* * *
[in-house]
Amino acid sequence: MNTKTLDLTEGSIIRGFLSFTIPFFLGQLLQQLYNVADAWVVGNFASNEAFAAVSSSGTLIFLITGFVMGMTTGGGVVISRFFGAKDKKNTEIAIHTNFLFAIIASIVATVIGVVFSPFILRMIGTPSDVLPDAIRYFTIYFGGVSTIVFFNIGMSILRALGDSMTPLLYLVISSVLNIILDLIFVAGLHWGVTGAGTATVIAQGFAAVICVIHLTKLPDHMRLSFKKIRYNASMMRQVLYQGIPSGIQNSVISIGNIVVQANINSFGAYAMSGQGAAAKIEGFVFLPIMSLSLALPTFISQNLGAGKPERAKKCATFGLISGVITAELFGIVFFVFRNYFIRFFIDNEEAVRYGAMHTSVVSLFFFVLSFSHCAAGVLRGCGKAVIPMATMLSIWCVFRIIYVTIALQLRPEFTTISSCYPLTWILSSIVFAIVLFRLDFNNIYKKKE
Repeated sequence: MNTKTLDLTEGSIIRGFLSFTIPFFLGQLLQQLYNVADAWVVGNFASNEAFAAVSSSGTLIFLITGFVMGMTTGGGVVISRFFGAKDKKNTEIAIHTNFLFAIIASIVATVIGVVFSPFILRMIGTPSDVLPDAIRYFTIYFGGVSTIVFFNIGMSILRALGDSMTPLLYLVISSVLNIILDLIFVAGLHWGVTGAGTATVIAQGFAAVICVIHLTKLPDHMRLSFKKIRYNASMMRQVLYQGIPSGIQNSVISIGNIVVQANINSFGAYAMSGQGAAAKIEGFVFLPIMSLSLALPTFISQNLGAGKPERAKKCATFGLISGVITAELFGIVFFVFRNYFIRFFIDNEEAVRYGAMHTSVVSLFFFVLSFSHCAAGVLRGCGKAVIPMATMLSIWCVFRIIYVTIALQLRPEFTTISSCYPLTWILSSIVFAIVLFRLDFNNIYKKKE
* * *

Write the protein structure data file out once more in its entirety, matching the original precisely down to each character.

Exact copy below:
[in-house]
Amino acid sequence: MNTKTLDLTEGSIIRGFLSFTIPFFLGQLLQQLYNVADAWVVGNFASNEAFAAVSSSGTLIFLITGFVMGMTTGGGVVISRFFGAKDKKNTEIAIHTNFLFAIIASIVATVIGVVFSPFILRMIGTPSDVLPDAIRYFTIYFGGVSTIVFFNIGMSILRALGDSMTPLLYLVISSVLNIILDLIFVAGLHWGVTGAGTATVIAQGFAAVICVIHLTKLPDHMRLSFKKIRYNASMMRQVLYQGIPSGIQNSVISIGNIVVQANINSFGAYAMSGQGAAAKIEGFVFLPIMSLSLALPTFISQNLGAGKPERAKKCATFGLISGVITAELFGIVFFVFRNYFIRFFIDNEEAVRYGAMHTSVVSLFFFVLSFSHCAAGVLRGCGKAVIPMATMLSIWCVFRIIYVTIALQLRPEFTTISSCYPLTWILSSIVFAIVLFRLDFNNIYKKKE
Repeated sequence: MNTKTLDLTEGSIIRGFLSFTIPFFLGQLLQQLYNVADAWVVGNFASNEAFAAVSSSGTLIFLITGFVMGMTTGGGVVISRFFGAKDKKNTEIAIHTNFLFAIIASIVATVIGVVFSPFILRMIGTPSDVLPDAIRYFTIYFGGVSTIVFFNIGMSILRALGDSMTPLLYLVISSVLNIILDLIFVAGLHWGVTGAGTATVIAQGFAAVICVIHLTKLPDHMRLSFKKIRYNASMMRQVLYQGIPSGIQNSVISIGNIVVQANINSFGAYAMSGQGAAAKIEGFVFLPIMSLSLALPTFISQNLGAGKPERAKKCATFGLISGVITAELFGIVFFVFRNYFIRFFIDNEEAVRYGAMHTSVVSLFFFVLSFSHCAAGVLRGCGKAVIPMATMLSIWCVFRIIYVTIALQLRPEFTTISSCYPLTWILSSIVFAIVLFRLDFNNIYKKKE